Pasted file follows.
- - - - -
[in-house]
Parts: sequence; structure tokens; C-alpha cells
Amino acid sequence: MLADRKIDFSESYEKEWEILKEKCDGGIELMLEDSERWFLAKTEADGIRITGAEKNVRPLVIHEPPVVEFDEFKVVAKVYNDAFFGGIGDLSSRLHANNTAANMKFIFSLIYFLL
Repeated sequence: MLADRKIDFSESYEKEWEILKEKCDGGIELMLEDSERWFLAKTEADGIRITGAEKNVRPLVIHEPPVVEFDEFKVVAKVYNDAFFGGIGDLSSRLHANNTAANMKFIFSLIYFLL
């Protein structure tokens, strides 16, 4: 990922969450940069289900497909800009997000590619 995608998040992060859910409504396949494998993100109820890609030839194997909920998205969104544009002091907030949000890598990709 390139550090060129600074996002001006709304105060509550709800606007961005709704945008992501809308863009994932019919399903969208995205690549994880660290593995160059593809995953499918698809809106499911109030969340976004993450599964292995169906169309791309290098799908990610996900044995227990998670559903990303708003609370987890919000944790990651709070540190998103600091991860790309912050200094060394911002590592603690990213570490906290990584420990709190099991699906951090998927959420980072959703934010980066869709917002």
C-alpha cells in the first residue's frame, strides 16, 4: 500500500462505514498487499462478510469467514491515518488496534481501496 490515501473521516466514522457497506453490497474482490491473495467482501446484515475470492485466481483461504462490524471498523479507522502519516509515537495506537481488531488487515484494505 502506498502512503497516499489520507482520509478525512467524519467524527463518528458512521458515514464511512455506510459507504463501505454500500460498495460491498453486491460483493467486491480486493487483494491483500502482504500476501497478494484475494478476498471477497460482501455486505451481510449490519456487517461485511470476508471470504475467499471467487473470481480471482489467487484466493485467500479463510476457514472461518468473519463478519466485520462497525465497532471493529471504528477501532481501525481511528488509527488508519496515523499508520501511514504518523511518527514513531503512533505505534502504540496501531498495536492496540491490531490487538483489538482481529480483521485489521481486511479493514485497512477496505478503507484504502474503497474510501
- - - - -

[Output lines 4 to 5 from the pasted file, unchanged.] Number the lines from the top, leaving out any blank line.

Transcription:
Repeated sequence: MLADRKIDFSESYEKEWEILKEKCDGGIELMLEDSERWFLAKTEADGIRITGAEKNVRPLVIHEPPVVEFDEFKVVAKVYNDAFFGGIGDLSSRLHANNTAANMKFIFSLIYFLL
């Protein structure tokens, strides 16, 4: 990922969450940069289900497909800009997000590619 995608998040992060859910409504396949494998993100109820890609030839194997909920998205969104544009002091907030949000890598990709 390139550090060129600074996002001006709304105060509550709800606007961005709704945008992501809308863009994932019919399903969208995205690549994880660290593995160059593809995953499918698809809106499911109030969340976004993450599964292995169906169309791309290098799908990610996900044995227990998670559903990303708003609370987890919000944790990651709070540190998103600091991860790309912050200094060394911002590592603690990213570490906290990584420990709190099991699906951090998927959420980072959703934010980066869709917002």